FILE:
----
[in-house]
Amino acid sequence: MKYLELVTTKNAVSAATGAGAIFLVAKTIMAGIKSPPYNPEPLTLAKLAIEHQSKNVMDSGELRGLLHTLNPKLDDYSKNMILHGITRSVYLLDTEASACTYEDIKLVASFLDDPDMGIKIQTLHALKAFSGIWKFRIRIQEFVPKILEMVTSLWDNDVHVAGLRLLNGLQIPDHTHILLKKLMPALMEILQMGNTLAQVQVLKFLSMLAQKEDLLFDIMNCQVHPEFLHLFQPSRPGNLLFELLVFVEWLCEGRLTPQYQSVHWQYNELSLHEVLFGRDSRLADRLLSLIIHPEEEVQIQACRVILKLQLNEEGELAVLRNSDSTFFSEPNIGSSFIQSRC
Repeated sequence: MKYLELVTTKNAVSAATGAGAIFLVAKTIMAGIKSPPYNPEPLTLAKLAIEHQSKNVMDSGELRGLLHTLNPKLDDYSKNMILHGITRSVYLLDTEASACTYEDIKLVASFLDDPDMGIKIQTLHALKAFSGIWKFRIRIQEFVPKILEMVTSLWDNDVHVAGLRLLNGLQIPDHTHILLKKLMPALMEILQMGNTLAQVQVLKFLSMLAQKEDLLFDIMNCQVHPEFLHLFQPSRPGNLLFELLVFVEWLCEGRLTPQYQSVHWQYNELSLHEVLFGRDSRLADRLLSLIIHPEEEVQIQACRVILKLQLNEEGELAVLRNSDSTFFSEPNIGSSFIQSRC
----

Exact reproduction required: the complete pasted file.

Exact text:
[in-house]
Amino acid sequence: MKYLELVTTKNAVSAATGAGAIFLVAKTIMAGIKSPPYNPEPLTLAKLAIEHQSKNVMDSGELRGLLHTLNPKLDDYSKNMILHGITRSVYLLDTEASACTYEDIKLVASFLDDPDMGIKIQTLHALKAFSGIWKFRIRIQEFVPKILEMVTSLWDNDVHVAGLRLLNGLQIPDHTHILLKKLMPALMEILQMGNTLAQVQVLKFLSMLAQKEDLLFDIMNCQVHPEFLHLFQPSRPGNLLFELLVFVEWLCEGRLTPQYQSVHWQYNELSLHEVLFGRDSRLADRLLSLIIHPEEEVQIQACRVILKLQLNEEGELAVLRNSDSTFFSEPNIGSSFIQSRC
Repeated sequence: MKYLELVTTKNAVSAATGAGAIFLVAKTIMAGIKSPPYNPEPLTLAKLAIEHQSKNVMDSGELRGLLHTLNPKLDDYSKNMILHGITRSVYLLDTEASACTYEDIKLVASFLDDPDMGIKIQTLHALKAFSGIWKFRIRIQEFVPKILEMVTSLWDNDVHVAGLRLLNGLQIPDHTHILLKKLMPALMEILQMGNTLAQVQVLKFLSMLAQKEDLLFDIMNCQVHPEFLHLFQPSRPGNLLFELLVFVEWLCEGRLTPQYQSVHWQYNELSLHEVLFGRDSRLADRLLSLIIHPEEEVQIQACRVILKLQLNEEGELAVLRNSDSTFFSEPNIGSSFIQSRC